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Why are we attacking Paul Ryan on his fiscal cliff vote?

House Budget Committee Chairman Rep. Paul Ryan, R-Wis. leaves a Republican caucus on Capitol Hill in Washington, Tuesday, Jan. 1, 2013. Squarely in the spotlight, House Republicans leaders shopped a Senate-approved "fiscal cliff" compromise to rank-and-file colleagues on New Year's Day and heard concerns that the accord lacked sufficient spending cuts. Vice President Joe Biden tried rallying House Democrats behind the deal in a separate meeting. (AP Photo/Jacquelyn Martin)

Now this is a shame.

We haven't been this polarized in America since the Civil War. And as Americans, we say we want our congressmen to act like leaders and vote their conscience.

Paul Ryan is the author of one of the most cost-cutting budget proposals ever seen in Washington. He should have wanted to vote against the tax increase on the wealthiest Americans, right? So that he could say the president can't "tax and spend" his way through a second term? It sure would have been easy.

But he didn't.

He voted with the president. He called it "limiting the damage," but he recognized that it is hard to defend not raising taxes to pre-Bush tax cut levels in the current economy.

Ryan maintains, in a statement on his website, that limiting spending is the real challenge. And it is.

But why do we as Americans say we want our congressmen to vote their conscience and avoid party politics, yet threaten the likes of Paul Ryan with a vote against him four years from now? Are we that threatened by a difference of opinion?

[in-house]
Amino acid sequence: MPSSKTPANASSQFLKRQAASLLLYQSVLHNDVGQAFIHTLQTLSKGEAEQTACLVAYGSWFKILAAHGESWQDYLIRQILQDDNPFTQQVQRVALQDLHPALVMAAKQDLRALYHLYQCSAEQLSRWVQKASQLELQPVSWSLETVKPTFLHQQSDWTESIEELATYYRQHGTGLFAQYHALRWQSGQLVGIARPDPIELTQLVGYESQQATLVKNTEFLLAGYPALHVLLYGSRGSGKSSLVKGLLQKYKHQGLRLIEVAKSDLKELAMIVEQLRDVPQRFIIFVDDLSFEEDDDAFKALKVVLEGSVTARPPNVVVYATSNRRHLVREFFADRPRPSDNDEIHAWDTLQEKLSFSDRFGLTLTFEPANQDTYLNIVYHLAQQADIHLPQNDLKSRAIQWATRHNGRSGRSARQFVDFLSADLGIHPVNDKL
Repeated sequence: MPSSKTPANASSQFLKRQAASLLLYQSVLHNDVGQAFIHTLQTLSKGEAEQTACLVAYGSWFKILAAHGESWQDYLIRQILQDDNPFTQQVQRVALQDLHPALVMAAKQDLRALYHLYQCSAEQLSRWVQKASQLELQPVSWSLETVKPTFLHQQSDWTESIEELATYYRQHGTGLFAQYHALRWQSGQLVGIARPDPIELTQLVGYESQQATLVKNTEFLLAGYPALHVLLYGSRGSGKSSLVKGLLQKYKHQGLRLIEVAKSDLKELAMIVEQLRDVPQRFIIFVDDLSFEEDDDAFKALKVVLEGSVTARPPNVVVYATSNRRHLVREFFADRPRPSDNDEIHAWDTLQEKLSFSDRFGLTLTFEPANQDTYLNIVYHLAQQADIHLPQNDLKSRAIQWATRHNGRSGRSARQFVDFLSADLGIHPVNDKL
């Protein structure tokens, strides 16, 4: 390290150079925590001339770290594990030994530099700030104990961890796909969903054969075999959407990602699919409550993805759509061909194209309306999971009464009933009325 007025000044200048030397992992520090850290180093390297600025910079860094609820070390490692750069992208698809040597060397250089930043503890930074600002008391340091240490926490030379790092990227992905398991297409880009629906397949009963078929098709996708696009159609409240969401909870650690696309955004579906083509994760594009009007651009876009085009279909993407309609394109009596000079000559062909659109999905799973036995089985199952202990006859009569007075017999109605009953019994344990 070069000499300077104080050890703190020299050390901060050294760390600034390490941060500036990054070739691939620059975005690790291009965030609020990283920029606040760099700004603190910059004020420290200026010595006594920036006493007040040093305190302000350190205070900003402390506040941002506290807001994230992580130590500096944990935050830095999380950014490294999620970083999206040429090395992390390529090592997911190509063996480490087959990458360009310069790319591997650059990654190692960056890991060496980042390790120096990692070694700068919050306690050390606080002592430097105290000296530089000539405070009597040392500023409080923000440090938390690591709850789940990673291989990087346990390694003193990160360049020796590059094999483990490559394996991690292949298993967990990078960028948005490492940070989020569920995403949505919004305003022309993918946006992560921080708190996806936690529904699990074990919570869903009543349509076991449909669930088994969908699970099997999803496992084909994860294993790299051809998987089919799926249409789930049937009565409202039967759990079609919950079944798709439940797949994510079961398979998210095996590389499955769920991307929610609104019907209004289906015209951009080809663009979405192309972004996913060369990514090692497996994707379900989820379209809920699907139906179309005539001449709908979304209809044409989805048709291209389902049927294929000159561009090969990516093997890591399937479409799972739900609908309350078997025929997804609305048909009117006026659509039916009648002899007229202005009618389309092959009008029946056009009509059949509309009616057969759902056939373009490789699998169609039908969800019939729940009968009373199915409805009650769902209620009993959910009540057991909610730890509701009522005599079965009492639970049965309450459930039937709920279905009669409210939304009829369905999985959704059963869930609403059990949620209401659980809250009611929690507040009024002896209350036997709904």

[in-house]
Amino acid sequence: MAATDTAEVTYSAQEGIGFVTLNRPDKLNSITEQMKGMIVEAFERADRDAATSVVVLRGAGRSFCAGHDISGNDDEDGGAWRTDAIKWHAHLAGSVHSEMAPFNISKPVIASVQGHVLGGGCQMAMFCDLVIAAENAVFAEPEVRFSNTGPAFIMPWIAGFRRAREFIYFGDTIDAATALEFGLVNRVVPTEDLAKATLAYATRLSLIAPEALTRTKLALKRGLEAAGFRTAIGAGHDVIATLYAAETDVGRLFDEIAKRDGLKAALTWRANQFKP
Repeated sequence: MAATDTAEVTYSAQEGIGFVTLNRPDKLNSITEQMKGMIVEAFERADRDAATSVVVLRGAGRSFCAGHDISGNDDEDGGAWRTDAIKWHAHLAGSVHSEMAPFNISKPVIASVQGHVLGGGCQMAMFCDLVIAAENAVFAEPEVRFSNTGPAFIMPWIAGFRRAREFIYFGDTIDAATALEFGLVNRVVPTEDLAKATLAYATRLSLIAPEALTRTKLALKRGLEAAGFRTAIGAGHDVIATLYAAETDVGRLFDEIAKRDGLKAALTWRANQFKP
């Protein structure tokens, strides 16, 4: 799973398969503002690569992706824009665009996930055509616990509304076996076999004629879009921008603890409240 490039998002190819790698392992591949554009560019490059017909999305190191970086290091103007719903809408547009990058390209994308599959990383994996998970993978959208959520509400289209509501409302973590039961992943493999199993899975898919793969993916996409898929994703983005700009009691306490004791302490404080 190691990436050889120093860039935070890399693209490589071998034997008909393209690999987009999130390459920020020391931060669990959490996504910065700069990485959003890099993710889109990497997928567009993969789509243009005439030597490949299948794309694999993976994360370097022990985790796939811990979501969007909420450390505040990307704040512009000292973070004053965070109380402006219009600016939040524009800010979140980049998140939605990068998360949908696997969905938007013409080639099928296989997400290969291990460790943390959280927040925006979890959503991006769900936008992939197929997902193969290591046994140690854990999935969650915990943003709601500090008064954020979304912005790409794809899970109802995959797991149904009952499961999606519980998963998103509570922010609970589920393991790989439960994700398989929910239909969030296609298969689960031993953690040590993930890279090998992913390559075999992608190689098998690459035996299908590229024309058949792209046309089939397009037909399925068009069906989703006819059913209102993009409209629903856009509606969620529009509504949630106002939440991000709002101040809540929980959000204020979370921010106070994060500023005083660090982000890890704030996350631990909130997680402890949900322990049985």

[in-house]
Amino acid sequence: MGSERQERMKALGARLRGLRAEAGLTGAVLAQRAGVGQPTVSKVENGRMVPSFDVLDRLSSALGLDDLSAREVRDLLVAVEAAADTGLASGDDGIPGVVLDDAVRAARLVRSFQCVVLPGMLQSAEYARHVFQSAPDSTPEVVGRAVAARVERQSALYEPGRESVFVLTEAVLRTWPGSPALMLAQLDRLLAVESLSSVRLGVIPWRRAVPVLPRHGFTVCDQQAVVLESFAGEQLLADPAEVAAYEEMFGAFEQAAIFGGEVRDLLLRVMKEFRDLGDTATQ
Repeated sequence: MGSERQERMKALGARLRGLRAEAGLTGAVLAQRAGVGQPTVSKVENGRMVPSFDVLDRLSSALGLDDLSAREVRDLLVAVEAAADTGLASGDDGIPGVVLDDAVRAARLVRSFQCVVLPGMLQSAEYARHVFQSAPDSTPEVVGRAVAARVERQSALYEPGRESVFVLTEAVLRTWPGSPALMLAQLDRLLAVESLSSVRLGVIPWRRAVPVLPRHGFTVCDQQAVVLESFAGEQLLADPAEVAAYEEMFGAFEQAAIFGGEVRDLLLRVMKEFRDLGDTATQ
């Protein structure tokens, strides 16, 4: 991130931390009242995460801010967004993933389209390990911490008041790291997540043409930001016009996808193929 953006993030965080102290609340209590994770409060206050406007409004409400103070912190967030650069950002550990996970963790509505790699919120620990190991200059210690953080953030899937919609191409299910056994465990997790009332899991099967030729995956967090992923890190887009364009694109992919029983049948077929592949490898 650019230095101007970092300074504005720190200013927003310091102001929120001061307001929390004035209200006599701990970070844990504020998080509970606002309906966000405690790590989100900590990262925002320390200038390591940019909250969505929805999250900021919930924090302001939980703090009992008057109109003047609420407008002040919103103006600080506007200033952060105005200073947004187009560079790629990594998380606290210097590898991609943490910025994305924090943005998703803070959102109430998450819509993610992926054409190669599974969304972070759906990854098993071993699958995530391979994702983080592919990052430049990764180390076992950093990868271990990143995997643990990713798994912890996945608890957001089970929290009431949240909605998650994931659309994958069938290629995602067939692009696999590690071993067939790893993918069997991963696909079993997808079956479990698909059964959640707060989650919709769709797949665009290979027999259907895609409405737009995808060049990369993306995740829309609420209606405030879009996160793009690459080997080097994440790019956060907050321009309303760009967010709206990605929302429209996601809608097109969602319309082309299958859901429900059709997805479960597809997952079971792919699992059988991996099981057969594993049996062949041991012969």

Paul Ryan isn't my congressman, but he has spent a lot more time studying the budget and exploring how to balance it than I have. I applaud his proposals to cut government spending and I applaud his pragmatism in voting to avoid the fiscal cliff.

Now, Congress, get to work.

About the Author

Karie Dozer is host of Arizona's Noon News.

She has been an on-air personality nearly continually since her college days. She loves radio because it is intelligent, immediate and almost always available.

She is the youngest of nine children from a Midwestern Catholic family where she learned to be heard, fight for a place at the table and find humor in almost everything. She was hired as a news intern while a senior at ASU's Cronkite School, and found that covering human stories like the OJ Simpson white Bronco chase and the 1992-93 Phoenix Suns was too much fun to pass up.

She loved life in the newsroom with all the action and crazy personalities to go with it. She anchored and covered some sports too, until politics dragged her away. She served as press secretary for Arizona's Attorney General Grant Woods for a five-year stint before jumping back to radio on a part-time basis. Three years ago she got back in the biz on a more regular basis as a midday host on what is now KTAR News. She has a passion for the breaking news of the moment, education, local politics, great food, sports and fitness. She has trouble turning down a good argument, a good book or a good glass of wine.

In her spare time she takes care of her boys, (husband Rich, son Jack, and yellow lab Buddy,) and bakes awesome chocolate chip cookies. She enjoys the quality of life the Valley offers her family and the natural beauty of Arizona. Her favorite places are golf courses, her own kitchen, the city of Flagstaff, and wherever her family is.

She considers herself lucky to work with the amazingly talented people of KTAR radio.


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